The 19th-century author who brought Frankenstein's monster to life, Mary Shelley, imbued him with perseverance, if not physical beauty.
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That's a quality the fictional creature shares with Sean Spicer, the politico and former White House press secretary whose portrayal of him failed to win much applause on the Halloween installment of ABC's "Dancing With the Stars," which aired Monday.
"You know that you're not the best dancer on the show, but you always come out and you try your hardest and give it your all," Len Goodman, one of the show's judges, told Spicer after he and partner Lindsay Arnold joined a troupe of mummies in a tribute to "Monster Mash," the Halloween single that singer Bobby Pickett introduced in 1962.
While Monday's episode was intended to be an homage to the supernatural, Spicer's performance was neither super nor natural, Goodman quipped. Indeed, said fellow judge Carrie Ann Inaba, "it was a dance only your mummies could love," a step down from his quick-step to "You've Got a Friend" from "Toy Story" two weeks earlier.
The pointed critiques weren't the first for Spicer, who launched a tweetstorm of memes as press secretary and was satirized by the comedian Melissa McCarthy on "Saturday Night Live" before venturing into entertainment. He has had his share of Twitter hate, too.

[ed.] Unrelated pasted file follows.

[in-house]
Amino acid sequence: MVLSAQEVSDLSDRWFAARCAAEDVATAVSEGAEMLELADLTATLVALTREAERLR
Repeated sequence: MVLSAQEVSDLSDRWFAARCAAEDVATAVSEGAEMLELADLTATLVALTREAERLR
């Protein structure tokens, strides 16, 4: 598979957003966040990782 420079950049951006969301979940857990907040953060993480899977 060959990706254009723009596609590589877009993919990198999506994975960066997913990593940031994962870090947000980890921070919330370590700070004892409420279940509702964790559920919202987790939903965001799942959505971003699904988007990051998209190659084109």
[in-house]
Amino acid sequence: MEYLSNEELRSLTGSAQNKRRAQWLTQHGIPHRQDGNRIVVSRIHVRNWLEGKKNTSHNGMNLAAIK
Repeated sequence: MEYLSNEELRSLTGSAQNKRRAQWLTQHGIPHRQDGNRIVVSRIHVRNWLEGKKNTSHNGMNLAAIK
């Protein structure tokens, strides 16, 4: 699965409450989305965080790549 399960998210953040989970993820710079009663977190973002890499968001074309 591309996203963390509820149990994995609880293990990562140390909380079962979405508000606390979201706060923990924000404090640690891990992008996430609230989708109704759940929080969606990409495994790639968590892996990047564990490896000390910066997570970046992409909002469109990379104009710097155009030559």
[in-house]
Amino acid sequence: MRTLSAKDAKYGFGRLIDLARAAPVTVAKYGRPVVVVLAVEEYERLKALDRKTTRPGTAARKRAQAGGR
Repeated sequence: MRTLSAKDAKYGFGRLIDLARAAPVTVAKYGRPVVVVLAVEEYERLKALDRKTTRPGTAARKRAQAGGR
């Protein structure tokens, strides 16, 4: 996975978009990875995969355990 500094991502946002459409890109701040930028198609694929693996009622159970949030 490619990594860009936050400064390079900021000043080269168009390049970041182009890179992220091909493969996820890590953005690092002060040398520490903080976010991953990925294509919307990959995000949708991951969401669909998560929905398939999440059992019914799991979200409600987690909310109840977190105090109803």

But the 48-year-old's star turn has also garnered support from his former boss, President Trump.
Spicer told the New York Post the President called him Sunday — just hours after the killing of ISIS leader Abu Bakr al-Baghdadi — and complimented him on his recent weight loss.
I spoke to the president on Sunday, he made it clear he’s watching me. I doubt it’s in real time, but he knew all about my costumes and he noticed my weight loss — he told me, ‘Have you been slimming down?'
Spicer and Arnold captured 18 out of 30 possible points with "Monster Mash," a performance that Spicer said required four hours in makeup to attain the green skin, jet black hair and lowering brow identified with Frankenstein's monster since Boris Karloff played the character in the 1930s.
Earlier this season, Spicer attempted what may have been his toughest challenge on the show to date, emulating John Travolta's iconic performance as disco prince Tony Manero in 1977's "Saturday Night Fever." Travolta was less than half Spicer's age when he filmed the movie, and he possessed an energy that Chicago Tribune movie critic Gene Siskel compared to a "peacock on amphetamines."